I believe that language is related to emotions and these [language and emotions] are also related to culture. So I told them they should know the Korean language because they are Koreans. Speaking the Korean language doesn’t simply mean being able to speak the language, it means that those 3 factors [language, emotions and culture] are related to each other like chains. So I thought if they were not able to speak the Korean language there would be big gaps between us, I believed that. That was why I encouraged my children to use the Korean language at home and luckily our home language gradually changed to Korean even though we sometimes spoke ‘Konglish [Korean-English]’.
Bilingual children don’t have only one perspective. They can have multiple perspectives for dealing with things. Understanding languages, even if they are not fully understood, makes it easier to become familiar with a new culture. And whatever they [bilingual children] study or work, they can see not only one side but also the other side of the culture. For example, talking about colours, there are different ways of describing colours in Eastern and Western cultures. So I believe being bilingual is helpful for their schooling. My daughter may not realise this. Because it has been natural for her to be exposed to a bilingual environment all the time at home and at school.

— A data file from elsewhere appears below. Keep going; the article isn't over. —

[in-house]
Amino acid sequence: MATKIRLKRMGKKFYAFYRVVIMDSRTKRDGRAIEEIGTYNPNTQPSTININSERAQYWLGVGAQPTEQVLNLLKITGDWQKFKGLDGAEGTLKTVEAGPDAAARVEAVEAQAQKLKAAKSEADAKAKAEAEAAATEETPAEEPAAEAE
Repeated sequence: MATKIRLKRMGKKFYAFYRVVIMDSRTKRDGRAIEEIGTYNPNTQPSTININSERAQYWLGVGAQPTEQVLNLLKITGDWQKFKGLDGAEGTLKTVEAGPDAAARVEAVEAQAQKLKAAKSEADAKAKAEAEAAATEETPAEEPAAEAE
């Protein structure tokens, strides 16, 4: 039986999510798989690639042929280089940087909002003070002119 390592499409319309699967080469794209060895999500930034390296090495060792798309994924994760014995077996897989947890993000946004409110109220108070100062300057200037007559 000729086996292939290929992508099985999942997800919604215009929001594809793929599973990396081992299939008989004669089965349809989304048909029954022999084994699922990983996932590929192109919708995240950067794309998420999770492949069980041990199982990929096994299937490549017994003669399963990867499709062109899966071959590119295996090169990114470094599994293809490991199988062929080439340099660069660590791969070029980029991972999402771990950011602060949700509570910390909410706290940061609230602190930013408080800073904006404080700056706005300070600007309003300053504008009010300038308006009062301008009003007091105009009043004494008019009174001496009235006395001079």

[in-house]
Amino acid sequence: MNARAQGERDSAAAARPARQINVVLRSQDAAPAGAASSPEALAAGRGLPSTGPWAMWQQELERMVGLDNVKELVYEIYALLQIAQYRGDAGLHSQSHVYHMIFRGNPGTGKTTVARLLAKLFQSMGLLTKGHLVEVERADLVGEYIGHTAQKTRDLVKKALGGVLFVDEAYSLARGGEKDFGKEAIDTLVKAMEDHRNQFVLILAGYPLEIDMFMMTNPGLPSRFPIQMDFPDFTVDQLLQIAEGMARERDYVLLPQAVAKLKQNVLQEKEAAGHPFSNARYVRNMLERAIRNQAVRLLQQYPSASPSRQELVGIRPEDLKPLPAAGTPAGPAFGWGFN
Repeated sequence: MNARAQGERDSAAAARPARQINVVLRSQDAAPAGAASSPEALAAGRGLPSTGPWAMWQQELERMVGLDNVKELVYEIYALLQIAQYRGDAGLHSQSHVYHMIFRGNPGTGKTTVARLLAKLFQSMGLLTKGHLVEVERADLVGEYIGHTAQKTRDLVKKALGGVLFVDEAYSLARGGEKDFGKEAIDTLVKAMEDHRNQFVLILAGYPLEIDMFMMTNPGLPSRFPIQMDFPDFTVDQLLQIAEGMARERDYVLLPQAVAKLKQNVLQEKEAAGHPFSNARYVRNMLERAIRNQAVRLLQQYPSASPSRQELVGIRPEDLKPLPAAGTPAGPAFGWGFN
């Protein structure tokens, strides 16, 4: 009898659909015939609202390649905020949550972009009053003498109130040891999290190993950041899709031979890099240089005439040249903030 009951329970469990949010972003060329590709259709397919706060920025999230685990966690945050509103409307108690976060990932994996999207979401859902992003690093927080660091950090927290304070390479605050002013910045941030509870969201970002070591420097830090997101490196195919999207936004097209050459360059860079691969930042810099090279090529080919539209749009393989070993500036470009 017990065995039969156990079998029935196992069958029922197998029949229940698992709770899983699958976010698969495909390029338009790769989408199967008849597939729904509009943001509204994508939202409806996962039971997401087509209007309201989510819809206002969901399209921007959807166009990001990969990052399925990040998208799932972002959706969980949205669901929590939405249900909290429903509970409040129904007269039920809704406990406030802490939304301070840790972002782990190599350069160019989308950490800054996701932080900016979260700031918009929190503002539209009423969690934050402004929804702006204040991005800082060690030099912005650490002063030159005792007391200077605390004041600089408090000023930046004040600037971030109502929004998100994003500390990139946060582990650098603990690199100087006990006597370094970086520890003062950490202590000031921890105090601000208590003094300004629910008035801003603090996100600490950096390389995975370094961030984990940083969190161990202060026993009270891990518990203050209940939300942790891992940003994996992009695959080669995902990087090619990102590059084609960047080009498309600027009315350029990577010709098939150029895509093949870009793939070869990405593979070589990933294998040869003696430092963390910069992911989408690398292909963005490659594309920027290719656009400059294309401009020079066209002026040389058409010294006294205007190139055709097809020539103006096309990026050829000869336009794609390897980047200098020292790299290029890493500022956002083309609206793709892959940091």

A: I disagree with some Korean parents who speak English at home to their children from birth. I have met some [Korean parents] who did that [spoke English at home] and they regretted in the end.
Q: Why did they regret it?
A: Because the parents were Korean and they had many chances to interact with other Koreans. But their children couldn’t interact with other Korean children to maintain friendships because their children couldn’t speak the Korean language. They regretted a lot.
Q: It seemed parents kept interacting with other Koreans even though they wanted to raise their children as primarily English speakers.